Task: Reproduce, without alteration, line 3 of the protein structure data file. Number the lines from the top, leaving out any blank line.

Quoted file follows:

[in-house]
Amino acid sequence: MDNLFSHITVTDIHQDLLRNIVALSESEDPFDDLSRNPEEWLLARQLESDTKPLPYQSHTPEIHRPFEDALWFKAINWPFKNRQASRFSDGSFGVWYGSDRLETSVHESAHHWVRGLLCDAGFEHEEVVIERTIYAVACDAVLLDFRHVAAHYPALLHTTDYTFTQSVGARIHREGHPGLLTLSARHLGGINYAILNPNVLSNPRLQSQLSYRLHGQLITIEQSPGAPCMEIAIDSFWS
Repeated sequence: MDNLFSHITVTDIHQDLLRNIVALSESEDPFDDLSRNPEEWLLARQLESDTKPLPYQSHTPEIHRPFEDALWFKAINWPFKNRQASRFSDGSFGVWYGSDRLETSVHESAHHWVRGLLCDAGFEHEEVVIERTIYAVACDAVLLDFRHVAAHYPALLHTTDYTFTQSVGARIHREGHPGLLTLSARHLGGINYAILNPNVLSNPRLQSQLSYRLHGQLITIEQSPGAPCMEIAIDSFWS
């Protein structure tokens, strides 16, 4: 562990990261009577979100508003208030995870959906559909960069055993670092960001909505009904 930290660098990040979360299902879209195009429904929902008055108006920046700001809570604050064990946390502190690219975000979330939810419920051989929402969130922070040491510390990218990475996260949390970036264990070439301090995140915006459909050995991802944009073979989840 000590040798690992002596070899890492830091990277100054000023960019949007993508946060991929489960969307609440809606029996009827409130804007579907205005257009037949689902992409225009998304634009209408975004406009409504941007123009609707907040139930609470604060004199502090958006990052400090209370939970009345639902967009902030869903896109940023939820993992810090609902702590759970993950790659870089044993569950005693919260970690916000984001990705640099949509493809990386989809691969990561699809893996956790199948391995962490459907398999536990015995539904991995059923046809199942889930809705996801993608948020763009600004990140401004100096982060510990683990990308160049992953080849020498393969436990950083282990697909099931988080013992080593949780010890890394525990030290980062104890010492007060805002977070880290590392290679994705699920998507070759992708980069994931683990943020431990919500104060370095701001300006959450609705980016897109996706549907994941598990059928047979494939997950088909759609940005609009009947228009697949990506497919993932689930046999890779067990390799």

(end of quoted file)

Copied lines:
Repeated sequence: MDNLFSHITVTDIHQDLLRNIVALSESEDPFDDLSRNPEEWLLARQLESDTKPLPYQSHTPEIHRPFEDALWFKAINWPFKNRQASRFSDGSFGVWYGSDRLETSVHESAHHWVRGLLCDAGFEHEEVVIERTIYAVACDAVLLDFRHVAAHYPALLHTTDYTFTQSVGARIHREGHPGLLTLSARHLGGINYAILNPNVLSNPRLQSQLSYRLHGQLITIEQSPGAPCMEIAIDSFWS